Earlier in the week, I had to meet with someone in their office to sign some legal documents. I asked ahead of time if their staff would be masked. He said “you have to wear a mask in the lobby, the elevator, and our waiting area.” I said we would be masked the entire time. He then immediately said “I will happily wear a mask during our meeting if it makes you comfortable.” And he did.
But when we left and stepped into the elevator on the 28th floor of this old building, two of his employees joined us. The fourth one said “Is this too many people?” and the other person said “We’re all masked so its fine unless someone wants to be weird about it.”
We moved further back into the elevator.
Her comments were clearly trying to bully us into submitting to getting the elevator to the ground as quickly as possible. We had boarded first. She was probably tired and had a family at home and a long commute, etc. She knew we were clients and probably has a general idea of how much $$ we had forked over to complete these business tasks.
We should have left the elevator, allowed them to descend, and waited for the next one. But I am so tired. I just wanted to go home. Unfortunately, we had other stops before that would happen. More assessing, more split second decisions, more exposures.
If we could just agree on basic universal standards, we’d remove the emotional element of personal decisions. Wear a mask when you leave your house and when you are spending time with other people who are not part of your household. Don’t take offense when someone asks you to mask up. If someone in your household won’t comply, they either don’t participate or you work with them to resolve their concerns.
Obviously, we can’t convince the anti-maskers to fall in line, but most of us believe in the science and want to keep each other safe. The problem is that we all create our own caveats and exceptions. We hug grandma or our BFF. We don’t want to argue with Uncle Jim about wearing a mask in their own home. We let the “don’t be weird” comment hit home because of our history of being bullied and don’t say anything.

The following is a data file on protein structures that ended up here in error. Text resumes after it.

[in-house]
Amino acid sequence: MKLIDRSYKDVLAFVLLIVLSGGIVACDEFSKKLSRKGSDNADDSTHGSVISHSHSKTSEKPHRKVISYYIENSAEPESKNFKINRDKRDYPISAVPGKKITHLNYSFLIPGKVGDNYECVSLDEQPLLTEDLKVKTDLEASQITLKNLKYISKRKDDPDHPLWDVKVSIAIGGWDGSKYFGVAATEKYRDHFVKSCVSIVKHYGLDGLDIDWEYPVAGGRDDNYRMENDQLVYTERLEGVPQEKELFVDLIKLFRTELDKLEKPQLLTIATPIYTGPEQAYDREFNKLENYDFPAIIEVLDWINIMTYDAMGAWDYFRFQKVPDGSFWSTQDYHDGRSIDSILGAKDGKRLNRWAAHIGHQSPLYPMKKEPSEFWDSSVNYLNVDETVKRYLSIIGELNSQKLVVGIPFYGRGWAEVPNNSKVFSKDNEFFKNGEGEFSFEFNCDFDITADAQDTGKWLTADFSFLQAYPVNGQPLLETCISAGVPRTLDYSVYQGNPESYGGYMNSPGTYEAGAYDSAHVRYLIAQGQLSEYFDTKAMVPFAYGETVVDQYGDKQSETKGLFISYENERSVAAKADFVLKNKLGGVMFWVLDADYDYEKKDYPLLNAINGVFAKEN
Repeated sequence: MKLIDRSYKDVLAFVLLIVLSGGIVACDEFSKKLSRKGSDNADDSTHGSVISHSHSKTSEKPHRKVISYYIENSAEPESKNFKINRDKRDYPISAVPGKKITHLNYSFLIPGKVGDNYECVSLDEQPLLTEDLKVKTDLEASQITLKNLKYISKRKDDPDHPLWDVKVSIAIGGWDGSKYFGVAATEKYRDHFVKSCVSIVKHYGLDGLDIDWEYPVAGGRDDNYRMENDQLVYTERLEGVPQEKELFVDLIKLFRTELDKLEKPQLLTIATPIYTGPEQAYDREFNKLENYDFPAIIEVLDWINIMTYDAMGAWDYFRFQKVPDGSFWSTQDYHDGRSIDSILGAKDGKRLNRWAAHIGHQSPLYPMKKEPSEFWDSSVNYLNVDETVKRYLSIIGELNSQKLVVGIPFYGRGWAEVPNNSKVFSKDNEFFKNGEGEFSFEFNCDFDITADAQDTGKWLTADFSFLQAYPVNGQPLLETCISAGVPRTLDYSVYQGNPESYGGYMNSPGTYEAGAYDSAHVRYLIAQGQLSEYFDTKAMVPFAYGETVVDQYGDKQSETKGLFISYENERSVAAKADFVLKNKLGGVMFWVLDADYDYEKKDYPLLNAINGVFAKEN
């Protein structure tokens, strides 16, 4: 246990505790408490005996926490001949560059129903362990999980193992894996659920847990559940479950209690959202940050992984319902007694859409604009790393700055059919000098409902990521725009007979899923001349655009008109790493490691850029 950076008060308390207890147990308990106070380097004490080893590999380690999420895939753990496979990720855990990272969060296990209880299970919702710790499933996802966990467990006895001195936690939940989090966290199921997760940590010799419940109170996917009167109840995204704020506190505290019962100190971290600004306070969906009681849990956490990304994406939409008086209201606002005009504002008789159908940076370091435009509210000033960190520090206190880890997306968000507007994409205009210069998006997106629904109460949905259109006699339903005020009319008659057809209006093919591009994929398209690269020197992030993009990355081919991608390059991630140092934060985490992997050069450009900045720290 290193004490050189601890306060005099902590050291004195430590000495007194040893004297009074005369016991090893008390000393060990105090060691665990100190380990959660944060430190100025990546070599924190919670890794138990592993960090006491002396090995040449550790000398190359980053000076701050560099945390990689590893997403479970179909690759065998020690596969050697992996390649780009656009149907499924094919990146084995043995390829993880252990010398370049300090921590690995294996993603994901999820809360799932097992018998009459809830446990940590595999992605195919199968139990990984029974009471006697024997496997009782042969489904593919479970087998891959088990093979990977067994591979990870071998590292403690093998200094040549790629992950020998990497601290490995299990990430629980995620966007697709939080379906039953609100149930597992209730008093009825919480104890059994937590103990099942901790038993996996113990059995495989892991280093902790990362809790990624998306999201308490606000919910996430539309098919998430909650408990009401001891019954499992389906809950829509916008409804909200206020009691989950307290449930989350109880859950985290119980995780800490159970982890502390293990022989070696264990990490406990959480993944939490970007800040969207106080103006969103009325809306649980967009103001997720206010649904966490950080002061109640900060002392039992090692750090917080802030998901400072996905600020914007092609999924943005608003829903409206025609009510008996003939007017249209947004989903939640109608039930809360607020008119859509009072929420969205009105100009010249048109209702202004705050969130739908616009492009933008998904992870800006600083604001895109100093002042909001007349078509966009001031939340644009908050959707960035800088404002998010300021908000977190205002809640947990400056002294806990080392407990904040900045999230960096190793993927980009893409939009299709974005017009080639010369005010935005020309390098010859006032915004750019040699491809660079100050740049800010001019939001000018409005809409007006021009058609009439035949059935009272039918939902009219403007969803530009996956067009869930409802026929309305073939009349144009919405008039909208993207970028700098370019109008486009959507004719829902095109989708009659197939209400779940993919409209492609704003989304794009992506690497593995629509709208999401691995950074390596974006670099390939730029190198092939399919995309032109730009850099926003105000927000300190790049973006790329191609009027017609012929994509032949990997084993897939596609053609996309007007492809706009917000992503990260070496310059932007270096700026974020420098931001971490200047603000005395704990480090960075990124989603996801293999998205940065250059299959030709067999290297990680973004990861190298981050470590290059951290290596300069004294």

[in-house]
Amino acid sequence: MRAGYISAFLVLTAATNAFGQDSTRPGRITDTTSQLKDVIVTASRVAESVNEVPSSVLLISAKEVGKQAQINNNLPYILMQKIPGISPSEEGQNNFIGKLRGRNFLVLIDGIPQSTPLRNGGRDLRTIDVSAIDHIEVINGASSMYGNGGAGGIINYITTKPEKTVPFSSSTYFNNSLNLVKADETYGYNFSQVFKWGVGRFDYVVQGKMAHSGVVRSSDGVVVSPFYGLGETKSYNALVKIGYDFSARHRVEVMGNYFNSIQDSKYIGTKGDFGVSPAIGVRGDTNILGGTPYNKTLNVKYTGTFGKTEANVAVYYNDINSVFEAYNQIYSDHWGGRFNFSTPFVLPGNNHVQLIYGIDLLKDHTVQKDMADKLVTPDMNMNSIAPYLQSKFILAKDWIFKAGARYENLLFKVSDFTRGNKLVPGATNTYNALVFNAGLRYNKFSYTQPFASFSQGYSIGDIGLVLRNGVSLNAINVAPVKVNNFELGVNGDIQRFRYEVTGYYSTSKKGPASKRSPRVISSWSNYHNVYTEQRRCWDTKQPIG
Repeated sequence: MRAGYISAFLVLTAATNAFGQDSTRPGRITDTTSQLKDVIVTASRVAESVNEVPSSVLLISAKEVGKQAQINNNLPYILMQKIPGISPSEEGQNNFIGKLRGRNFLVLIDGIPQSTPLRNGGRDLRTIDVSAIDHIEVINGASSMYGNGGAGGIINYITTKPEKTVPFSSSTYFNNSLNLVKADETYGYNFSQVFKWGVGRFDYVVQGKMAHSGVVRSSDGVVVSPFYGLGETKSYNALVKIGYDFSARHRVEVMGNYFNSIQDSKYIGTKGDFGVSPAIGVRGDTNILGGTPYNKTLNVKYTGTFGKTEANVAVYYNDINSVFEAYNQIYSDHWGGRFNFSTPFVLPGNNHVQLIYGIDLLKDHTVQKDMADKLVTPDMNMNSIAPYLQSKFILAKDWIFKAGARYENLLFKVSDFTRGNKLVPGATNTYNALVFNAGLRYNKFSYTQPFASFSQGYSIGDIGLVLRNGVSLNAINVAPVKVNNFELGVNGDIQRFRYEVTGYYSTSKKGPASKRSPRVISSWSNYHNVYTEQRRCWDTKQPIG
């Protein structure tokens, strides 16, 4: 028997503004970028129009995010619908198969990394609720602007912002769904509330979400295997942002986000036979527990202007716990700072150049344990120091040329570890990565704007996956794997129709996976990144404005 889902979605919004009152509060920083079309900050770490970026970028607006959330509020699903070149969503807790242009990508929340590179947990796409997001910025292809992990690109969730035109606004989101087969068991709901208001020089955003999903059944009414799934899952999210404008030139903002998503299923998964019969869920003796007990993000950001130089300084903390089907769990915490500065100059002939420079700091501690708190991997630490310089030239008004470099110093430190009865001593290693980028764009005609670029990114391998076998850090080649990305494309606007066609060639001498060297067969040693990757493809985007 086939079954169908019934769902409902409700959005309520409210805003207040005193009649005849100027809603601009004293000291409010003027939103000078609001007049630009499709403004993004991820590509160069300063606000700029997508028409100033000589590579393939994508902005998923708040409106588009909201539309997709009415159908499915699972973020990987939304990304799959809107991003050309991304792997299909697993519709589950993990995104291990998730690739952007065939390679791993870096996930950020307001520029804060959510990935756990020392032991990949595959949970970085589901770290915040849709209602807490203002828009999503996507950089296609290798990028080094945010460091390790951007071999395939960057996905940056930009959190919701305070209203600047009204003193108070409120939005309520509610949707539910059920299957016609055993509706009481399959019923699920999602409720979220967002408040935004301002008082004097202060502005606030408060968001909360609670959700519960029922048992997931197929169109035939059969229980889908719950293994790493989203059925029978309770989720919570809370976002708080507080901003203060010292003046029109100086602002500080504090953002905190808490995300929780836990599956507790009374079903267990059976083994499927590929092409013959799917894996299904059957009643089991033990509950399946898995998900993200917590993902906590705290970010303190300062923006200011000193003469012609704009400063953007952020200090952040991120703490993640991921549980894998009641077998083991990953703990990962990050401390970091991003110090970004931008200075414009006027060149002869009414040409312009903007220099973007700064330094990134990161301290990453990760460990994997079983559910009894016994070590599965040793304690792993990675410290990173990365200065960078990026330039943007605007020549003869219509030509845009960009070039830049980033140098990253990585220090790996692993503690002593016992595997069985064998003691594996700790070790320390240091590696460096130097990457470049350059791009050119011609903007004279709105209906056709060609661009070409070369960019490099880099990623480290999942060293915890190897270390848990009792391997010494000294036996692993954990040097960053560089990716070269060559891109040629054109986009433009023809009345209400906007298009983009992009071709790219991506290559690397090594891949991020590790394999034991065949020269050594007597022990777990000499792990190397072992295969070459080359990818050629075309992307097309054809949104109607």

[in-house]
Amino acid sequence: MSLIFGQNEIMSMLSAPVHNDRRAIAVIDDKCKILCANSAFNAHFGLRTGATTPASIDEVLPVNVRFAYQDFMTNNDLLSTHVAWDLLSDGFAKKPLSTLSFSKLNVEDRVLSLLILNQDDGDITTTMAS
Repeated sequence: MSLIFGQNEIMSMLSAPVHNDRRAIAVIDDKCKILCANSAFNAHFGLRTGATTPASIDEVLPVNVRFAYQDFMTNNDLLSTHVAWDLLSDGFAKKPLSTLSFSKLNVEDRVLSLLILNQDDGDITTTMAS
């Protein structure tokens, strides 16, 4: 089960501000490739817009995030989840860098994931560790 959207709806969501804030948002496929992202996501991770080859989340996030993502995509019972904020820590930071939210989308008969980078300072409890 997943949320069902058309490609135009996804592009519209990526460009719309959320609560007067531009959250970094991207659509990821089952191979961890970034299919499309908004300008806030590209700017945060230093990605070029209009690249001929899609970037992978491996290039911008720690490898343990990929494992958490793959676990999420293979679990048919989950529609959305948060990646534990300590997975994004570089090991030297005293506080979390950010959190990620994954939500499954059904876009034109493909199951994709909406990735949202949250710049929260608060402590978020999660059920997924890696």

And you have your own caveats and exceptions that may not line up with mine. So how do we navigate this gray area to have some semblance of safe interactions?
I don’t know. When I ask someone about masking and they hesitate or hedge or explain how its not necessary, I am so downcast. Talking should be a solution, but it often isn’t because we bump into those unspoken caveats and exceptions.
Masks and social distancing should not be negotiations like food or beverage or time frames. We should be able to assume people will be masked, not have to try to nudge them to that decision. Especially people we love and who love us.
It is hard enough to deal with the anti-maskers and the Trumpies. Arguing between ourselves about simply social interactions because we are desperate for human contact but also scared of contracting a terrible illness adds to the despondency.
Perhaps we’d be better off if we made one of two choices – either set aside our caveats and exceptions completely if someone from outside our household (not family, household) is involved OR be willing have a frank conversation, cards on the table, and hold no ill-will if someone doesn’t want to be around us because we won’t have our children wear masks around them.
I’m exhausted, yinz.